Aired: October 12th, 2010
[Cultural Learnings’ Top 10 Episodes of 2010 are in no particular order, and are purely subjective – for more information, and the complete list, click here.]
I have written more about Glee this year than probably any other show – it’s the only network series other than The Office which I reviewed on a weekly basis, a fact which sometimes might seem at odds with my generally critical approach to television. Sometimes, we associate reviewing with appreciation: we write about Mad Men because we love the show and think it deserving of detailed analysis.
And yet, for me, reviewing is about more than just appreciation (as my readers at The A.V. Club have discovered whenever it is suggested that I am unfit to review The Office since I have fallen out of love with the show). Reviewing a television series is about the search for understanding, dissecting our own appreciation or lack of appreciation for something in order to better understand how it fits into television as a whole. I may no longer love The Office, but I really enjoy writing about it, as I want to understand why I fell out of love, and where the show might go from here in response to a general sense of criticism stemming from a weak sixth season and the impending departure of Steve Carell.
I review Glee because it’s a show that I think needs to be talked about in order to understand what it’s trying to accomplish. Something like The 3 Glees theory is not intended to condemn the series, or even define the series; instead, Todd’s theory offers an explanation for why some viewers may find the series erratic, and why some of its characterization may deemed inconsistent by finding three distinct authorial voices amidst the series. I write about Glee not because it’s one of the best shows on television – it didn’t come close to making any lists I made relating to that subject – but because I really enjoy exploring why it’s not (as opposed to simply how it’s not).
And it’s something that I feel reached its apex with “Duets,” the series’ finest episode over the course of the past year. After spending most of 2010 picking apart why it is that Glee failed to live up to its potential, I found myself standing face-to-face with an honest-to-goodness, and actually honest, episode of television that I’d be willing to put among the year’s best. Perhaps it was just the element of surprise, the novelty of suddenly having to write about how much I unabashedly enjoyed an episode of the show, but as the year has lingered “Duets” has remained in my head not unlike a catchy song; accordingly, it rounds out my Top 10 episodes of 2010.
To avoid repeating myself, I was responsible for singling out this episode for The A.V. Club’s end of year Episodes list, although its selection was not without some debate – Todd VanDerWerff’s highest grade at the site, after all, was given to “Dream On,” where Neil Patrick Harris and Joss Whedon arrived to deliver what was admittedly a strong episode (although one that I feel is ultimately overrated).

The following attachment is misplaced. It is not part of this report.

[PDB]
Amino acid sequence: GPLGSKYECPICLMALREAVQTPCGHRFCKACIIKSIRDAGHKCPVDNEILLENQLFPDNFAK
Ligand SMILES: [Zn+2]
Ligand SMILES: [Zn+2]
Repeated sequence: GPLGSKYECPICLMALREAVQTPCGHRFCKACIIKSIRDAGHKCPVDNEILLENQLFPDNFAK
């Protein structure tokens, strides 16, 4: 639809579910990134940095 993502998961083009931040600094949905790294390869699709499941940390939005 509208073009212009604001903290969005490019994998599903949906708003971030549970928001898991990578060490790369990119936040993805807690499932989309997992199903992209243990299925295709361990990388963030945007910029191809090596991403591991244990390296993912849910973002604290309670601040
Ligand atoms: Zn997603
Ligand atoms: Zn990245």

I am glad that my side won out in this battle, for a number of reasons. First, because IN YOUR FACE TODD. Second, and more seriously, I want to believe that Glee can be great on its own merits. Without a guest star, without its Emmy-winning actress (Jane Lynch), Glee is a show capable of being something truly exceptional if it finds the right story to tell and chooses to tell it in the right way.
By stripping out the theatricality for all but the most meaningfully theatrical of numbers (Kurt’s ode to himself with “Le Jazz Hot” being a fine example of this), Ian Brennan decided to write an episode about teenagers on a show filled with teenagers, a novel concept which the show so often shies away from for reasons I don’t entirely understand. It’s one thing to tell a self-contained story about guest stars, and it’s another to attempt to tell stories about the characters who have been there all along. “Duets” offers beginnings without endings, setting up key relationships (Sam/Quinn, Artie/Brittany) that the show has shockingly stuck with throughout the season. It became a foundation for future developments, a foundation ignored at the show’s peril considering fan reaction to Sam’s slippery characterization in subsequent hours, and it even looked back into the past to redefine the terms of Kurt and Finn’s confrontation in “Theatricality” so as to overwrite Ryan Murphy’s broad moralizing.
And yet, even while engaging in all of this story, “Duets” is just a really fantastic example of what Glee does best. From a musical perspective, “River Deep, Mountain High” was explosive without an ounce of “production value” beyond Amber Riley and Naya Rivera’s charisma, “Sing!” was one of the most charmingly staged numbers in the show’s history, and the episode-closing “Happy Days are Here Again/Get Happy” was both a touching homage to Streisand/Garland and a wonderful moment for those characters at that particular point in time. The songs carry meaning, whether it is “Lucky” as a sort of musical first date or “With You I’m Born Again” as evidence of Rachel’s cunning opportunism being used for good rather than evil; sure, perhaps there’s no deeper meaning to “Don’t Go Breaking My Heart,” but I just can’t say no to Kiki Dee.
For a show which often looks to be doing fifteen things but eventually reveals that it has accomplished nothing in particular, “Duets” managed to be about something without the same sense of bombast and without losing its sense of fun. While the series is far too uneven to rank among the best in television, an episode like this one belongs on this kind of list because it realized the potential for Glee to transcend our apprehension and become something truly spectacular.
Without the very spectacle normally associated with it, replaced instead with a sad cheerleader using her nose to push a meatball to the empty booth across from her.